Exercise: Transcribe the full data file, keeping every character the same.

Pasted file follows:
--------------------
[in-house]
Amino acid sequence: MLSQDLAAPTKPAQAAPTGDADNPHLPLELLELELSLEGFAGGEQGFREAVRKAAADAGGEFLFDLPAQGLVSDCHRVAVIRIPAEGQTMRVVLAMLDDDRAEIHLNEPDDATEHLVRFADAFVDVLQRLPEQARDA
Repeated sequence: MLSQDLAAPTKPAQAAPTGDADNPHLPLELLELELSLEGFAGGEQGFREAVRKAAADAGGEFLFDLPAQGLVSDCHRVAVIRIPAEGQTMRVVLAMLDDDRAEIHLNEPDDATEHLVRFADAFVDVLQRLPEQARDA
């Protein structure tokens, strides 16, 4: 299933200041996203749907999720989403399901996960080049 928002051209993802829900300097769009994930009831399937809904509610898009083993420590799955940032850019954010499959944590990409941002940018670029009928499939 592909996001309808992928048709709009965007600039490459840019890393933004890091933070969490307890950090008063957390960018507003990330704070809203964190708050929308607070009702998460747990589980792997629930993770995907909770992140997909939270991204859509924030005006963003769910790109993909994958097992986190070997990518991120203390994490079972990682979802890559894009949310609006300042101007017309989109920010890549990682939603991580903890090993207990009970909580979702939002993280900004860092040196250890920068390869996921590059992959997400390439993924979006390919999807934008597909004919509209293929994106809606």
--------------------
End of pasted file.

[in-house]
Amino acid sequence: MLSQDLAAPTKPAQAAPTGDADNPHLPLELLELELSLEGFAGGEQGFREAVRKAAADAGGEFLFDLPAQGLVSDCHRVAVIRIPAEGQTMRVVLAMLDDDRAEIHLNEPDDATEHLVRFADAFVDVLQRLPEQARDA
Repeated sequence: MLSQDLAAPTKPAQAAPTGDADNPHLPLELLELELSLEGFAGGEQGFREAVRKAAADAGGEFLFDLPAQGLVSDCHRVAVIRIPAEGQTMRVVLAMLDDDRAEIHLNEPDDATEHLVRFADAFVDVLQRLPEQARDA
């Protein structure tokens, strides 16, 4: 299933200041996203749907999720989403399901996960080049 928002051209993802829900300097769009994930009831399937809904509610898009083993420590799955940032850019954010499959944590990409941002940018670029009928499939 592909996001309808992928048709709009965007600039490459840019890393933004890091933070969490307890950090008063957390960018507003990330704070809203964190708050929308607070009702998460747990589980792997629930993770995907909770992140997909939270991204859509924030005006963003769910790109993909994958097992986190070997990518991120203390994490079972990682979802890559894009949310609006300042101007017309989109920010890549990682939603991580903890090993207990009970909580979702939002993280900004860092040196250890920068390869996921590059992959997400390439993924979006390919999807934008597909004919509209293929994106809606």